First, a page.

- How To Build A Business Case For Endpoint Security - Beef up security? Not without a business case. Louis Columbus lays it out. "A financial services company recently calculated their annual benefits of E.S. initiative will be $475,000, and the costs, $65,000, will yield a net return of $6.30 for every $1 invested."
- Could Automation Kill the Security Analyst? - The author denounces her own headline about three paragraphs in (automation goes hand-in-hand with the human side of security), but the piece remains useful.
- Emotions at Work - We aren't getting away from an emotionally-charged workplace anytime soon. One of the best managers I know, Vijay Vijayasankar, dishes out tips and lessons.
- Enterprise Software Communities - audio podcast with Jon Reed. Yep, I took a turn on the podcast hot seat, with Tim "sharp questions" Rodman of AUG, Acumatica's independent online user group. Gotta love this pitch: "An AUG Blog Audio Post is basically an Acumatica Podcast Episode without the fancy background music. Our two rules: 1. No Editing. 2. Publish Immediately." And so it was.
Speaking of incredibly exciting developments in A.I. respect for the bruising lessons of tech history, I got a kick out of this weekend's discovery:
Enjoyed MIT's "Artificial Intelligence Progress Report" - from 1972. (PDF link to report: https://t.co/4iPJ2mvPph)
Parent page: https://t.co/MbOdMBB7pz
-> I think some of today's marketers stole some "natural language" buzzwords from this paper :)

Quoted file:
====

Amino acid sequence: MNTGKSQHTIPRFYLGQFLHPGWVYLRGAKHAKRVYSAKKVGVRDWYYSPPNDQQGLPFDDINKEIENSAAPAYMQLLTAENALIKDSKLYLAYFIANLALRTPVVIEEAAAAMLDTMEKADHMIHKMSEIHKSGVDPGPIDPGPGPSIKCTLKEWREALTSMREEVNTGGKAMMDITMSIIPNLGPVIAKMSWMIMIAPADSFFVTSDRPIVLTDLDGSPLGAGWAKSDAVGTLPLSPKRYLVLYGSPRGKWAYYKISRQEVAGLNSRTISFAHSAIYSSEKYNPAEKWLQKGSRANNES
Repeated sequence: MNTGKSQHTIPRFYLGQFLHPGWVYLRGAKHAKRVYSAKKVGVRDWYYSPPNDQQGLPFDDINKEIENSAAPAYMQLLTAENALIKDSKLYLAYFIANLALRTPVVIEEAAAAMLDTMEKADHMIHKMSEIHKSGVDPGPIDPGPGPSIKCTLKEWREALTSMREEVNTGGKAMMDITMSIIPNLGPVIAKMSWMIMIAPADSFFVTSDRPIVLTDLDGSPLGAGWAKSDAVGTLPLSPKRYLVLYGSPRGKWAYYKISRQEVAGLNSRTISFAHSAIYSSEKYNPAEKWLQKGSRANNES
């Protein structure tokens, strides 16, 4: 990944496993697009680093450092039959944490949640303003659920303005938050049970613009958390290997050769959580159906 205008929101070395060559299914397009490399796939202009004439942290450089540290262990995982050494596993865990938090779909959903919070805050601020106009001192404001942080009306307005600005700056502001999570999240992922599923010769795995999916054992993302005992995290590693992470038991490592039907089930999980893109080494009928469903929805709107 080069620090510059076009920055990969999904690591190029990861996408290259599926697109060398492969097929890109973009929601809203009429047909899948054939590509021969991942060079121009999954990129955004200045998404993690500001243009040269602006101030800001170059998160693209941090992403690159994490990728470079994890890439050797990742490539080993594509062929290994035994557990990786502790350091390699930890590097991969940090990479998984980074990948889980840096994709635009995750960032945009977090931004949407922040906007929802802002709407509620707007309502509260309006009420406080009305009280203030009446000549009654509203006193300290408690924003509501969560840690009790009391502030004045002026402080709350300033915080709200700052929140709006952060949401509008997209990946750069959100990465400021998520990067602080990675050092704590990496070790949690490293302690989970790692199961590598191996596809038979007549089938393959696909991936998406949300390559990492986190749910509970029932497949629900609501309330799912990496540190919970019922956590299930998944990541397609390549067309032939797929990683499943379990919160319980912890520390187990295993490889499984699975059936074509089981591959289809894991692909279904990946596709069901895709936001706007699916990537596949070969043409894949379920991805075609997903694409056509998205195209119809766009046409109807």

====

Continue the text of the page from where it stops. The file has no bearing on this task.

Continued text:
— Jon Reed (@jonerp) June 7, 2020
But hey, there's good news: A.I. has come a long way from 1972, making our workplaces so much better:
This startup is using AI to give workers a “productivity score” https://t.co/Ac2f1x1uqz
"The tool also gives each person a productivity score, which managers can use to identify those employees who are most worth retaining"
another one for the AI -> workplace dystopia file
— Jon Reed (@jonerp) June 5, 2020
Speaking of the future, McKinsey got way ahead of themselves with this extravagant headline:
Flying-cab drivers wanted https://t.co/bGDnZrKXL2
-> there may be some delay on your job application processing..... I'm sure hiring will pick up very soon though, Meantime, just watch Blade Runner a few more times....
— Jon Reed (@jonerp) June 2, 2020
Without doubt, the most concerning whiff of the week: The May jobs report had 'misclassification error' that made the unemployment rate look lower than it is. Here's what happened. Thankfully, even after the three percentage point error, the news was still better than expected, but that's a market whopper nonetheless.
I need to leave you with a lighter headline than that. How about Bill Would Prevent the President from Nuking Hurricanes.
Not quite light enough? Okay, I'll revert to animals. How about this video of a pet cockatoo strenuously objecting, in many languages known and unknown, about a pending trip to the vet? See if that doesn't put a smile on your Monday. Catch you next time...
If you find an #ensw piece that qualifies for hits and misses - in a good or bad way - let me know in the comments as Clive (almost) always does. Most Enterprise hits and misses articles are selected from my curated @jonerpnewsfeed. 'myPOV' is borrowed with reluctant permission from the ubiquitous Ray Wang.